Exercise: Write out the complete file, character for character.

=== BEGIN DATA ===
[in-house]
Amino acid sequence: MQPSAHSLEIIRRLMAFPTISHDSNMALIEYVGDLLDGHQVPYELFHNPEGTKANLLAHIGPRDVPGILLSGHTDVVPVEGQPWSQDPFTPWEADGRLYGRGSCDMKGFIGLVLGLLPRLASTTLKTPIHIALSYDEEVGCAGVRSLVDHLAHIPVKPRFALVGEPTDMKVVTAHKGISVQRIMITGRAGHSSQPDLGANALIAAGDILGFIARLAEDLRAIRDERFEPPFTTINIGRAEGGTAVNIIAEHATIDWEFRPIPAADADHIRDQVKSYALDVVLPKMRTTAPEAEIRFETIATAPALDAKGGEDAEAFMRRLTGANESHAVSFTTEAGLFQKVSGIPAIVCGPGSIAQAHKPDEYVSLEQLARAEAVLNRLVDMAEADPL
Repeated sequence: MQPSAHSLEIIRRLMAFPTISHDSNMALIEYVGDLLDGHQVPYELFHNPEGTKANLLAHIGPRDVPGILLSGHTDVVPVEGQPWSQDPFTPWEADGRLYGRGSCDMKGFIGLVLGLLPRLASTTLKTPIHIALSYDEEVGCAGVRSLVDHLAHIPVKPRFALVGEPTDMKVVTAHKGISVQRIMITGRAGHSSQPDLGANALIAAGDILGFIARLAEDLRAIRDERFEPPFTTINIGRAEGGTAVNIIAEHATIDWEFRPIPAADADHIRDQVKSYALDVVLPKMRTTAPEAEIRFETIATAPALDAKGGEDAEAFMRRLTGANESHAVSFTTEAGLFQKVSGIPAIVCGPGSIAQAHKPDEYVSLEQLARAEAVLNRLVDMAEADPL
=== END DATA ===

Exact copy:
[in-house]
Amino acid sequence: MQPSAHSLEIIRRLMAFPTISHDSNMALIEYVGDLLDGHQVPYELFHNPEGTKANLLAHIGPRDVPGILLSGHTDVVPVEGQPWSQDPFTPWEADGRLYGRGSCDMKGFIGLVLGLLPRLASTTLKTPIHIALSYDEEVGCAGVRSLVDHLAHIPVKPRFALVGEPTDMKVVTAHKGISVQRIMITGRAGHSSQPDLGANALIAAGDILGFIARLAEDLRAIRDERFEPPFTTINIGRAEGGTAVNIIAEHATIDWEFRPIPAADADHIRDQVKSYALDVVLPKMRTTAPEAEIRFETIATAPALDAKGGEDAEAFMRRLTGANESHAVSFTTEAGLFQKVSGIPAIVCGPGSIAQAHKPDEYVSLEQLARAEAVLNRLVDMAEADPL
Repeated sequence: MQPSAHSLEIIRRLMAFPTISHDSNMALIEYVGDLLDGHQVPYELFHNPEGTKANLLAHIGPRDVPGILLSGHTDVVPVEGQPWSQDPFTPWEADGRLYGRGSCDMKGFIGLVLGLLPRLASTTLKTPIHIALSYDEEVGCAGVRSLVDHLAHIPVKPRFALVGEPTDMKVVTAHKGISVQRIMITGRAGHSSQPDLGANALIAAGDILGFIARLAEDLRAIRDERFEPPFTTINIGRAEGGTAVNIIAEHATIDWEFRPIPAADADHIRDQVKSYALDVVLPKMRTTAPEAEIRFETIATAPALDAKGGEDAEAFMRRLTGANESHAVSFTTEAGLFQKVSGIPAIVCGPGSIAQAHKPDEYVSLEQLARAEAVLNRLVDMAEADPL